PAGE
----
The connective tissue between units is visual rather than historical in nature. The radical jump from the Parthenon to Amiens Cathedral in the first two weeks of the course is a case in point. In addition to analyzing the individual features of these monuments, students confront prevailing themes and issues that resonate across architectural history. What is the visual impact of the post and lintel system as opposed to the vaults allowed for by the invention of the flying buttress? How did sculptors adapt narratives to the awkward spaces of the pediment and tympanum? What are the ramifications of a rectangular versus cruciform plan? How do architects encode buildings with religious meanings? How does form adapt to function? The brilliance of the syllabus lies in its ability to create such interconnections while also acquainting students with the canon. Picasso’s Demoiselle’s d’Avignon, for example, is an occasion to revisit themes from previous sessions, such as the classical body and the invention of one-point perspective, and Warhol’s Marilyn Diptych, often the very last image I show in class, renews our past discussions of altarpieces, icons, and portraits.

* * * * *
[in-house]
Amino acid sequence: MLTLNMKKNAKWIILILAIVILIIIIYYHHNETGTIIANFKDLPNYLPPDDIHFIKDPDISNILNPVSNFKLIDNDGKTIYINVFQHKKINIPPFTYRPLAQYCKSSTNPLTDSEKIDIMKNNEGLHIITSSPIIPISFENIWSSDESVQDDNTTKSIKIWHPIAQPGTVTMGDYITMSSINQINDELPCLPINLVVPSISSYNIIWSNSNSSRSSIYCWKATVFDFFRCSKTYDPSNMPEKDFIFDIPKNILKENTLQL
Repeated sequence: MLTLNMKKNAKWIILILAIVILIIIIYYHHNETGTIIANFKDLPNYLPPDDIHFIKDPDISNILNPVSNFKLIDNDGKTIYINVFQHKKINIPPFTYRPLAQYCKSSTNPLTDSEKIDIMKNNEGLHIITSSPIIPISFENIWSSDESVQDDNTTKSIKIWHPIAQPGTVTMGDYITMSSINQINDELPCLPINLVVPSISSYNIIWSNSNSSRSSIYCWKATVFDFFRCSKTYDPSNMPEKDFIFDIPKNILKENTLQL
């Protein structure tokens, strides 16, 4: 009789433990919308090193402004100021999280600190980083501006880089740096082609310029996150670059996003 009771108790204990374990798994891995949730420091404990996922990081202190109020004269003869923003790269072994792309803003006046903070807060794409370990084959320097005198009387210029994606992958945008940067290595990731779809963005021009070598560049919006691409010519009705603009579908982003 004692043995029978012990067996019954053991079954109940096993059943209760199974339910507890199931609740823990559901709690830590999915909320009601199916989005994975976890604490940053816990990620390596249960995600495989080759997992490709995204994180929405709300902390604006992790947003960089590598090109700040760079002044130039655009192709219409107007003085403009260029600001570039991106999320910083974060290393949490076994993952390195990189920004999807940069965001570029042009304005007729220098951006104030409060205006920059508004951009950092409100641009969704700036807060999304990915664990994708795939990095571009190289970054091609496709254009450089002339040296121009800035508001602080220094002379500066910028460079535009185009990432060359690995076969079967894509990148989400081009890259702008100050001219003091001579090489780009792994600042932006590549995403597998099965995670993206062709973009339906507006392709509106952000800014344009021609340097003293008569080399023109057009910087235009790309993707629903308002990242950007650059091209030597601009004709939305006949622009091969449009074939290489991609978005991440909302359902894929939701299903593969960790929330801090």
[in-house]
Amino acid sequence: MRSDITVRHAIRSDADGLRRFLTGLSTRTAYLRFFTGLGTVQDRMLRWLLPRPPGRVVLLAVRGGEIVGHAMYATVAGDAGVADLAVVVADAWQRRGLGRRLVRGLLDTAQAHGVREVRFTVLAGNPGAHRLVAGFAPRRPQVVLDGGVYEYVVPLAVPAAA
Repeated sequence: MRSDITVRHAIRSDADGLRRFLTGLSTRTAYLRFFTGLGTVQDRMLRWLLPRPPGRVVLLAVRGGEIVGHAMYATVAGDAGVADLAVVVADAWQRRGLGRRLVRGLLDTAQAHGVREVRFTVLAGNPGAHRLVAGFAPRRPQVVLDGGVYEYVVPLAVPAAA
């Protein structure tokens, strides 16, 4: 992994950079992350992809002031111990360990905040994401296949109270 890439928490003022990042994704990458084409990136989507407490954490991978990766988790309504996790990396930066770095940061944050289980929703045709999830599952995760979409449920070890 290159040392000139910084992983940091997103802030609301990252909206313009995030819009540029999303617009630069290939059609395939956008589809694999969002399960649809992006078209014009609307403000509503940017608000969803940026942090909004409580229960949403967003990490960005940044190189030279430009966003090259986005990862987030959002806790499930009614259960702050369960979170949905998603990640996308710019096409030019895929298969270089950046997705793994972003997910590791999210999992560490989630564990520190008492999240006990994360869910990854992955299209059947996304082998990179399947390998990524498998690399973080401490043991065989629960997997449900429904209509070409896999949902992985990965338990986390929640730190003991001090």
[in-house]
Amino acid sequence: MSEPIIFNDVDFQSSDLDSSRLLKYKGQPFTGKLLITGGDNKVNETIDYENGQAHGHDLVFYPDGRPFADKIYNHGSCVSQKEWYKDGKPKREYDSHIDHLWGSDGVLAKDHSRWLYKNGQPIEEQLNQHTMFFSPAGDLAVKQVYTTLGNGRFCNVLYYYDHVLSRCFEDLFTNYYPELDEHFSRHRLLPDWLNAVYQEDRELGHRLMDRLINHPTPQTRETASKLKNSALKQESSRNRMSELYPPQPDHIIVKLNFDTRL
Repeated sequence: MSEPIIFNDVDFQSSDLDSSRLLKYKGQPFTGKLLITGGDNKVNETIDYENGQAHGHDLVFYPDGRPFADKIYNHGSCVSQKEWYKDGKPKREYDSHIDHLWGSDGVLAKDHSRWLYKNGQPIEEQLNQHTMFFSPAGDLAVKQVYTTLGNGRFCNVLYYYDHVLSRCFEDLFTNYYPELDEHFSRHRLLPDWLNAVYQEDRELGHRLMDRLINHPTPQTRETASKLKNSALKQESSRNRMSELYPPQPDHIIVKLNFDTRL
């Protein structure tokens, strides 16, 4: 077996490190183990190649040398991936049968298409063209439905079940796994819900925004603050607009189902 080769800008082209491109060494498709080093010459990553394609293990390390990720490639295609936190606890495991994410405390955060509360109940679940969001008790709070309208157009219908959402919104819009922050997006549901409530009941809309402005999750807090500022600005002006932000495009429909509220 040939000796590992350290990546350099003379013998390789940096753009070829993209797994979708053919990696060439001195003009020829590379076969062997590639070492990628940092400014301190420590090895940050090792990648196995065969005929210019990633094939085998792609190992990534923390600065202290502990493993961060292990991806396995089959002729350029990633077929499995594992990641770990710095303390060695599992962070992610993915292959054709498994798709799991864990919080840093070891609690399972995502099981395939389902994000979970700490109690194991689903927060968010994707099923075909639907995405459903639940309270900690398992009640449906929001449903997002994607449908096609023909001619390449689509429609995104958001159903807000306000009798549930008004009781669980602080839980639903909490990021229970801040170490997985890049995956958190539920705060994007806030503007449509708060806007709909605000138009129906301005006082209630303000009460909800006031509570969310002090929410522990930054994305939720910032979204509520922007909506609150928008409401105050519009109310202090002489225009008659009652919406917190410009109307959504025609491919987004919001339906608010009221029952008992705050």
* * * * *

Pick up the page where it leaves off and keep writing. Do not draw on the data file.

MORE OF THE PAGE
Admittedly, Art Humanities is eurocentric and has failed to add a woman artist since its inception in 1941. Nevertheless, I cannot argue with the course’s ability to send students away with the confidence to make eloquent and profound statements about visual culture. As Rebecca Herz reveals at the end of her piece in a proposed list of objects for her next course, the same result can be achieved with an entirely different set of monuments and artists. If teaching a survey course that flips the classroom—and flips art history!—interests you, I urge you to go forth and write a syllabus that skips centuries without foregoing skills.